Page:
From the Editors
Those looking for information and rigorous and original writing focused on Chapman University, have been left wanting by the current offerings. Often, it is the weekly email from Dean Price that informs the student body of events on campus, and these events only receive further coverage if they fall into one or more fashionable categories in politics or popular culture, fall into that category of things which are fashionable to oppose, or if something goes terribly wrong. That is why we founded The Hesperian, and today we shall touch upon the topics that will be covered this week in our very first articles.
First, at the beginning of 2020 at Chapman, a moron said some stupid, racist things in a class, and this, according to the amateur priests of Our Most Woke Inquisition, happened because Chapman is Very Racist. This is silly, and embodies the Agency Detection Bias that one can only find among Twitter users, conspiracy theorists, and members of right-wing militias. It is an urge that says that all threats are orchestrated by someone or something that must be defeated for everything to be okay. And that fight against shadows demands that you participate, because it is “the right thing to do.” Arguing with these shadowboxers is often just a great way to waste time, but we do have one article from a former Black Student Union (BSU) member about her own experiences with intolerance at Chapman, and does much to reveal its diffused and complex nature.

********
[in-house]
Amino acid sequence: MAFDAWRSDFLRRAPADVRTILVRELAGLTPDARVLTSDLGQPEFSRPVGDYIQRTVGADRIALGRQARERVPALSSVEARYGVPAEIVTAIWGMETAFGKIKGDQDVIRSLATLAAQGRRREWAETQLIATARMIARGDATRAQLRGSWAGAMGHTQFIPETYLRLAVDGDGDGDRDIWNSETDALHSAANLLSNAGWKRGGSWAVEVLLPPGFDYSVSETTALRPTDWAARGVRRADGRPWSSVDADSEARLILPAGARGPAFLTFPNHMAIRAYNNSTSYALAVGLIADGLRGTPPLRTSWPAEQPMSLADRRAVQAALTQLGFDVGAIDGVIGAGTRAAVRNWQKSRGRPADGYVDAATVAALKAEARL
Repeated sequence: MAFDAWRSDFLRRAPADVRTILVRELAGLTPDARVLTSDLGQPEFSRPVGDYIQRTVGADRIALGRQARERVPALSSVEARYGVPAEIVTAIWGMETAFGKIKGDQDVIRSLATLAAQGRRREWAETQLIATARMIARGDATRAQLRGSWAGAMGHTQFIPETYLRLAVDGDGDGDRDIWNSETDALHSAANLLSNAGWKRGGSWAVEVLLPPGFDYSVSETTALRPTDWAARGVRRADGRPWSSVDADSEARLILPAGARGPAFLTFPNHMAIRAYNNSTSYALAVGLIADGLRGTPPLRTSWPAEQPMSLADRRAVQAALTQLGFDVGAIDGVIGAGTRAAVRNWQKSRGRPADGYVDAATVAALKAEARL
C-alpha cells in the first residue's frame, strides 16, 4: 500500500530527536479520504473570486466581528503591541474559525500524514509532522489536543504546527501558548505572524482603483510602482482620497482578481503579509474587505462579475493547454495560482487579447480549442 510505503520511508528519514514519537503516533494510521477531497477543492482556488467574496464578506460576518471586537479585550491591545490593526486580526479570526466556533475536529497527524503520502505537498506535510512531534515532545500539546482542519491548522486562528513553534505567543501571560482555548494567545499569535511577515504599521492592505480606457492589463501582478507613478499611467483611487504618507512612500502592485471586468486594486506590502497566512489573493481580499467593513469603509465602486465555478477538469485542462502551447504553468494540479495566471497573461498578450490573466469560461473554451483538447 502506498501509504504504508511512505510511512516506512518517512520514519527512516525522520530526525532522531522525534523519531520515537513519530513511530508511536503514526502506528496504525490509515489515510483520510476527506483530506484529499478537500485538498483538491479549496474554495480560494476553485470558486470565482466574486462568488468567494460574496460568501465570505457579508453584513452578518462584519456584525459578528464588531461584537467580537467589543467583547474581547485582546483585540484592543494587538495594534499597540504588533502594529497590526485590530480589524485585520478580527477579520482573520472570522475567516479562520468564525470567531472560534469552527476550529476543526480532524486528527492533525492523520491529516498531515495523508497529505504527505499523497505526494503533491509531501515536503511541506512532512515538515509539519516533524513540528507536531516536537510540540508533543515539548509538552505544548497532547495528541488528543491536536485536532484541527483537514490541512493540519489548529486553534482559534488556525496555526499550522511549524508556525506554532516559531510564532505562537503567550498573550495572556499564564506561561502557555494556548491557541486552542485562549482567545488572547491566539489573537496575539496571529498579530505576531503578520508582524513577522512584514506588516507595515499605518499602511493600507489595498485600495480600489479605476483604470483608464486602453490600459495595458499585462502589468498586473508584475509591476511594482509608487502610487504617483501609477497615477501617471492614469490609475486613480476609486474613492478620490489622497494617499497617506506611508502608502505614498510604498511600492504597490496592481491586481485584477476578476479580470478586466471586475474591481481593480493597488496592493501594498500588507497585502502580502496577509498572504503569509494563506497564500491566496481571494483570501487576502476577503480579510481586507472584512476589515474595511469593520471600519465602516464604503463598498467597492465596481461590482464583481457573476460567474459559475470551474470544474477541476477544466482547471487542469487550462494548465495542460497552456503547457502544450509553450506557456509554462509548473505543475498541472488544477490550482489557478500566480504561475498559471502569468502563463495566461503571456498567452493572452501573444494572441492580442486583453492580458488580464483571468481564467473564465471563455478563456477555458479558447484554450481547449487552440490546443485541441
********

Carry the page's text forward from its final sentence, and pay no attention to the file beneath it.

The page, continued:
On the topic of complexity, we have Chris Moore, who writes about the need to embrace complexity in policy, government, or otherwise, and how plans or systems that do not account for the mass variety of human experiences, and their decentralised interactions, are not just prone to failure, but dangerous. Oh, how wonderful it would be if inequality or corruption were actual systems or people that could be found and defeated, or simply legislated and protested into oblivion. All Americans, regardless of almost all ideological persuasions, have sought to be heroes in a just fight, yet we can simply point to the endless recurrence of these issues, and the recurring impotence of state-enacted solutions, to show that accusations against “structures,” whose existence is often based upon the accuser’s own political views, are but shadows of a nightmare.
Finally, The Hesperian’s cofounder, Ryan Marhoefer, has a column explaining our views and goals with this publication. We have been fortunate enough to have been provided with a local roadmap on how to not operate a newspaper, and we have taken those lessons to heart. Combined with confidence, curiosity, and supportive friends, we believe we are filling a vast hole in Chapman’s demand for a quality publication. We are more publishers than writers, and we will always be students, not pretend-journalists, and, ultimately, seek to deliver a publication that we enjoy reading.